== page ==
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While studying probability, the following question arose:

Let $H$ be an event and let $\mathcal{H}=\lbrace H_\lambda|\lambda\in\Lambda\rbrace$ be a family of events in probability space $(\Omega,\mathcal{F},P)$, such that for every $\lambda\in\Lambda$ the following holds: $P(H_\lambda\cap H) = P(H_\lambda)P(H)$, i.e. the events $H_\lambda$ and $H$ are independent. Let $\mathcal{G}=\sigma(\mathcal{H})$ be the $\sigma$-algebra generated by $\mathcal{H}$. Let $G\in\mathcal{G}$ be any event. Are $G$ and $H$ necessarily independent i.e. does it follow that $P(G\cap H) = P(G)P(H)$?

This would be quite a useful lemma, I think. I had an idea for a proof, but the last step didn't quite work as expected. The argument went like this:

We shall write $\mathcal{G}$ as a union of an increasing sequence of more simple sets. Let $\mathcal{B}_0 = \mathcal{H}$. For every successor ordinal $\alpha+1$ define $\mathcal{A}_{\alpha+1} = \lbrace\bigcup\mathcal{J}|\mathcal{J}\subseteq\mathcal{B}_\alpha,\mathrm{card}(\mathcal{J})\leq\aleph_0\rbrace$, the set of all countable unions of the previous sets, and $\mathcal{B}_{\alpha+1}=\lbrace A|\Omega - A\in\mathcal{A}_{\alpha+1} \lor A\in\mathcal{A}_{\alpha+1}\rbrace$, the same with their complements added. For limit ordinals we define $\mathcal{B}_\beta=\bigcup_{\alpha<\beta}\mathcal{B}_\alpha$. Finally define $\mathcal{B} = \bigcup_{\alpha<\omega_1}\mathcal{B}_\alpha$. I guess such an union should make sense, since at each step we stay inside $\mathcal{G}$ ...

Next we prove that $\mathcal{B}$ is a $\sigma$-algebra and since every set in the construction of this $\sigma$-algebra is a subset of $\mathcal{G}$, we must have that $\mathcal{B} = \mathcal{G}$.

The only tricky part in proving $\mathcal{B}$ is a $\sigma$-algebra is closure under countable unions. Let $(A_n)_n$ be a sequence of events in $\mathcal{B}$. Then for each $n\in\mathbb{N}$ there is an ordinal $\alpha_n$ such that $A_n\in\mathcal{B}_{\alpha_n}$. Then there must be some ordinal $\gamma < \omega_1$ such that $\forall n:\alpha_n \leq \gamma$. (Since otherwise $\omega_1$ would be a countable union of countably many sets which it can't be, since it isn't countable. (Assuming the axiom of choice.)) So these events are all elements of $\mathcal{B}_\gamma$ which implies their countable union must lie in $\mathcal{A}_{\gamma+1}\subseteq\mathcal{B}_{\gamma+1}$ and therefore in $\mathcal{B}$.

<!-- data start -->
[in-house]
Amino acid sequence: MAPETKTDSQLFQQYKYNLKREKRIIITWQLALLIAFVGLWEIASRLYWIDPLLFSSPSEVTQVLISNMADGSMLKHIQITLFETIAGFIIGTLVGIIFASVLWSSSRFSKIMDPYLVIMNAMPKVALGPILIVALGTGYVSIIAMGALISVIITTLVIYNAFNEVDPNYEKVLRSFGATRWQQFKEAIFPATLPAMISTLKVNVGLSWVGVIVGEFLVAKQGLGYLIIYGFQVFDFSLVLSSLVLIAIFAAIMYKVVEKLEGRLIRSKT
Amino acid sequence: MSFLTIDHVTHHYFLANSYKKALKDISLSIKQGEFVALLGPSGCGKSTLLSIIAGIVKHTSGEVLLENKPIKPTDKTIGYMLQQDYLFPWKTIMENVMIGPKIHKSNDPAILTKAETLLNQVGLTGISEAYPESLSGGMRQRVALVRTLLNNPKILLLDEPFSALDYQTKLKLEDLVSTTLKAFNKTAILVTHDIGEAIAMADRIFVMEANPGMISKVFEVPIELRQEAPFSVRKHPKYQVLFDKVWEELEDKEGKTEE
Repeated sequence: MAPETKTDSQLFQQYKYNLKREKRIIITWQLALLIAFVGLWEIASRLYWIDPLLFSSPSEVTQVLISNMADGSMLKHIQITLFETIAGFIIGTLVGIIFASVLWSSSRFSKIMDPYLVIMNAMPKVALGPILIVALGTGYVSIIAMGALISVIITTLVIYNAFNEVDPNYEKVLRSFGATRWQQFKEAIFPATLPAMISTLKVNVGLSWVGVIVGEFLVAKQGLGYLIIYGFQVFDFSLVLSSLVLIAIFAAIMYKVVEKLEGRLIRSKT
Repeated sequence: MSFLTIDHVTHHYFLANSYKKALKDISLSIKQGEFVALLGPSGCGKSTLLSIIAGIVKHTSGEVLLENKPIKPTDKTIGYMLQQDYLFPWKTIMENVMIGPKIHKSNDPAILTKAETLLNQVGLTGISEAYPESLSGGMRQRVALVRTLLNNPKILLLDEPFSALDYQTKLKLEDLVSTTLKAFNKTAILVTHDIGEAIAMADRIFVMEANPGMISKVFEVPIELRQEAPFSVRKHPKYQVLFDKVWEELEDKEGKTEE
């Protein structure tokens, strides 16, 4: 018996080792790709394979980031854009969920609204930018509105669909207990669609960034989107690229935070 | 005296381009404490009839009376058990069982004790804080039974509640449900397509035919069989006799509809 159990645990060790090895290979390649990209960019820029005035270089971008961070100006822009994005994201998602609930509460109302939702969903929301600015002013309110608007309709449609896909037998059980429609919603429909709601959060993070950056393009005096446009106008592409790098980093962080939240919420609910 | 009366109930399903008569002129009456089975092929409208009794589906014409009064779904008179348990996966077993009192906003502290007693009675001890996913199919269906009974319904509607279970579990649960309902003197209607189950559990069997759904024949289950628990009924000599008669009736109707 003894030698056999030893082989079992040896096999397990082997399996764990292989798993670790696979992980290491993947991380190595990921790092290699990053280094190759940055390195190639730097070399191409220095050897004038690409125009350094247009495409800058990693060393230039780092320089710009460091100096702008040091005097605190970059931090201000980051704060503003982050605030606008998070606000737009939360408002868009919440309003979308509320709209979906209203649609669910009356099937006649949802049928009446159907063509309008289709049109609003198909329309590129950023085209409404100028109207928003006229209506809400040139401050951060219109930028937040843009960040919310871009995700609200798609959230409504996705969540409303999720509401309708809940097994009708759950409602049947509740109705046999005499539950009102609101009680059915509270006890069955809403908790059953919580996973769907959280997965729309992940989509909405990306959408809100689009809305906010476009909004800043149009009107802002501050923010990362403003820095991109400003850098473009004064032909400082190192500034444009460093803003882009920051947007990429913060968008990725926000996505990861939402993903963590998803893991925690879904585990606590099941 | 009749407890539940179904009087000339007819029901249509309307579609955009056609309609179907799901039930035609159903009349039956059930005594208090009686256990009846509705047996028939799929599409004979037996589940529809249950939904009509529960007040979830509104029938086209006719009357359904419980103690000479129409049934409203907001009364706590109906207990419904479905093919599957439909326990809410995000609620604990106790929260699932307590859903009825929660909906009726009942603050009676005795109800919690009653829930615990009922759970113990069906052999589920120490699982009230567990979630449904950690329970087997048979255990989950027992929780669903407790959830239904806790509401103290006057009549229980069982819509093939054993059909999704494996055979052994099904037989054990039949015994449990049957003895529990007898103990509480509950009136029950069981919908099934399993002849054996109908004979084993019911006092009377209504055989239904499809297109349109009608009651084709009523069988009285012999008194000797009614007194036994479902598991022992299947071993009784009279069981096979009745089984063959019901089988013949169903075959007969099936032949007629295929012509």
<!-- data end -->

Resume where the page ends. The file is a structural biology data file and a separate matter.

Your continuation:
I was hoping the rest would follow by transfinite induction: if $A\in\mathcal{B}_{\alpha+1}$ then either $A\in\mathcal{A}_{\alpha+1}$ or $\Omega-A\in\mathcal{A}_{\alpha+1}$. The second case would follow from the first case using complements. But the first case is problematic: $P(A\cap H) = P((\bigcup_{E\in\mathcal{J}}E)\cap H) = P((\bigcup_{\tilde{E}\in\mathcal{J}_0}\tilde{E})\cap H) = \sum_{\tilde{E}\in\mathcal{J}_0}P(\tilde{E}\cap H)$. Here $\mathcal{J}\subseteq\mathcal{B}_\alpha$ exists by definition of $\mathcal{A}_{\alpha+1}$ and $\mathcal{J_0}$ is a set of mutually exclusive events giving the same union. The problem is that such a set $\mathcal{J_0}$ can in this case only be proven to lie under $\mathcal{B}_{\alpha+1}$, so we cannot write $P(\tilde{E}\cap H) = P(\tilde{E})P(H)$.

So the proof sadly fails at this last step.

Is this proof salvageable? (Perhaps by taking relative complements instead in the definition of $\mathcal{B}_{\alpha+1}$ or something like that?) Does such a lemma even hold or do we have to modify it? Are such proofs by transfinite induction useful in probability?

It seems to me probabilists implicitly use lemmas like this all the time, so I am also wondering if such a lemma or a similar one would in fact be useful.

[Comment: The definition of $\mathcal{B}$ above originally used $\mathbf{On}$ which was a slight overkill, so I changed it to $\omega_1$, following the kind suggestion of Asaf Karagila.]

Added: In a comment below Dilip Sarwate suggests the following variation on the problem: